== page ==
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Gardner Museum’s new hall an eyeful and an earful

From different vantage points, varied acoustics

The Isabella Stewart Gardner’s new Calderwood Hall allows performers to orient themselves in the middle of the audience.YOON S. BYUN/GLOBE STAFF/Boston Globe

Over the weekend, a few days before the official public opening of its new wing, the Isabella Stewart Gardner Museum presented a set of performances in its brand new Calderwood Hall. Intended as a chance to thank its donors and supporters, the concerts also offered a sneak preview of the new 300-seat concert venue. My first impressions were that the visuals are stunning, and that the acoustics are a bit complicated. But let’s start at the beginning.

That this new hall exists at all is a testament to the museum’s admirable commitment to music, which is not to be taken for granted. The new wing might easily have included no concert space, or just a standard-issue auditorium. And consider how few classical concerts of any distinction take place around the corner at the Museum of Fine Arts.


The Gardner now has one of the most visually striking small halls you will come across. Architect Renzo Piano and acoustician Yasuhisa Toyota have designed a space that is essentially a stageless cube with the musicians performing in the middle of the floor and the audience seated on all four sides, both on the floor and on three levels of balconies that line the cube up to vertiginous heights. Each of the balconies has only a single row of seats.

Plenty of performance venues have seating in the round, but that usually means just a small section of seats placed behind and alongside the orchestra. Here there is no obvious front or back of the hall whatsoever, nor is it clear necessarily where a conductor or soloist would stand, or even how to angle a piano. I hope ensembles will have fun exploring this unusual orientation, and sure enough it seemed the experimentation has already begun. On Saturday night, cellist Yo-Yo Ma and A Far Cry chamber orchestra performed the Haydn Cello Concerto No. 1 with Ma facing inward toward the orchestra, as if closing a circle. The performance became chamber music of the highest caliber.


From a listener’s perspective, facing so many of your fellow audience members lends the hall an appealing living room-like intimacy. On the flip side, listening itself feels like more of a public communal activity rather than a quasi-private affair. At Calderwood Hall, the audience is on display almost as much as the musicians.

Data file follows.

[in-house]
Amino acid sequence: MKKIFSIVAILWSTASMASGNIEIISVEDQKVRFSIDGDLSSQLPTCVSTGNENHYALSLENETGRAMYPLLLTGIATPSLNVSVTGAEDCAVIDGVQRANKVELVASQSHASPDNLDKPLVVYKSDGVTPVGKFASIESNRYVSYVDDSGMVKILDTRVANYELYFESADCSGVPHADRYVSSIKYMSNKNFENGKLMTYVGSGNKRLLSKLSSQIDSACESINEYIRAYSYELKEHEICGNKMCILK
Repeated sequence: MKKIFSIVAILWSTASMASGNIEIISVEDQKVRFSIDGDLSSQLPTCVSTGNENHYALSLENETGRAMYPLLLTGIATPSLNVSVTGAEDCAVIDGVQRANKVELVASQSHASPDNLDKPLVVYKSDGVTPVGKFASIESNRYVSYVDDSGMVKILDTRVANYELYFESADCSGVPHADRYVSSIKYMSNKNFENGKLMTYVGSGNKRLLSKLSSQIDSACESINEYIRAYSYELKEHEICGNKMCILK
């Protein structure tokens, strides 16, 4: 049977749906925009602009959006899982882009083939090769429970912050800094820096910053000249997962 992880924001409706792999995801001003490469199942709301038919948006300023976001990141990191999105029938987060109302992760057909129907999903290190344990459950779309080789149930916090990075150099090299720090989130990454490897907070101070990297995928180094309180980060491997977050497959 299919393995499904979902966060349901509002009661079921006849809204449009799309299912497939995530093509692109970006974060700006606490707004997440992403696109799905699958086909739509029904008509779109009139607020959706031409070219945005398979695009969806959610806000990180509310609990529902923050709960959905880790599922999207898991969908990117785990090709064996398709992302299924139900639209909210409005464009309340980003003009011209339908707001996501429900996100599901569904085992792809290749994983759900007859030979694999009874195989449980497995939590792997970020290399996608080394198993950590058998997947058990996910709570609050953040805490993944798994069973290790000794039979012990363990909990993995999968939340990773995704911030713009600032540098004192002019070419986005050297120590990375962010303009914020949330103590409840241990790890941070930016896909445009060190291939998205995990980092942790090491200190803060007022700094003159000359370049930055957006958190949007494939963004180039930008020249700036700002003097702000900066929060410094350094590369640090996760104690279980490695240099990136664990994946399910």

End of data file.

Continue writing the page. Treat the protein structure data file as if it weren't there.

Unfortunately, what makes the hall visually unique also makes it acoustically complex. I heard three different programs this weekend from three different locations, each yielding radically different impressions of the hall’s sound. At all points the acoustic was impeccably clear, and I could hear Ma’s quietest pianissimos effortlessly. But from the first balcony on Friday and Saturday nights, the sound was also much drier than I expected. The reverberation of big string chords seemed to die away quite quickly, and the string instruments themselves did not seem very flattered by the acoustic.

In Schoenberg’s Second Quartet, performed Saturday by the Borromeo String Quartet and soprano Mary Elizabeth Mackenzie, one wants to hear strings and voice supporting each other through the composer’s final two movements of surging expressionistic music, but from the first balcony I heard mostly individual instruments with Mackenzie’s voice only lightly blended into the mix. Then I slipped up to the very top balcony to hear Mendelssohn’s Octet played by the Borromeo and Jupiter string quartets.


The sound seemed better up high, especially when one leaned slightly over the banister. The railings on all three balconies are themselves supported by glass, allowing you to view what’s happening below when sitting back in your chair. But that same glass also appears to deflect the sound, acting almost like an acoustic shield. That’s why you will see lots of balcony-dwellers leaning forward on the railing as they listen.

On Sunday afternoon, I sat on the floor of the hall, about 12 feet from Finnish pianist Paavali Jumppanen playing two Beethoven sonatas on a Steinway positioned at a diagonal angle, with its lid removed. The sound was gloriously full and reverberant, so loud in fact that the pianissimo range seemed all but unavailable. I don’t know how the piano sound carried to the upper balconies, but certainly of all the instruments I heard in the hall, the piano seemed most flattered by the acoustic. Or was that merely a function of where I was sitting for that concert?

These are of course only first impressions of a space where the sound seems affected by so many variables of both musician and listener location. Ultimately, it’s a thrill to have a new venue in Boston, a small modern hall near the Huntington Avenue axis to complement the grandeur of Symphony Hall and the midsize elegance of Jordan Hall. In the coming weeks, as the city’s music lovers stream in to see the new Calderwood Hall, the musicians will continue exploring the space and hopefully learning to make creative use of its distinctive layout. Perhaps the hall itself will continue to be “tuned’’ acoustically. Then before long the acoustics discussion will recede and people will listen once again not to the hall but to the music. Which, by the way, begins for the public on Thursday.


Jeremy Eichler can be reached at jeichler@globe.com.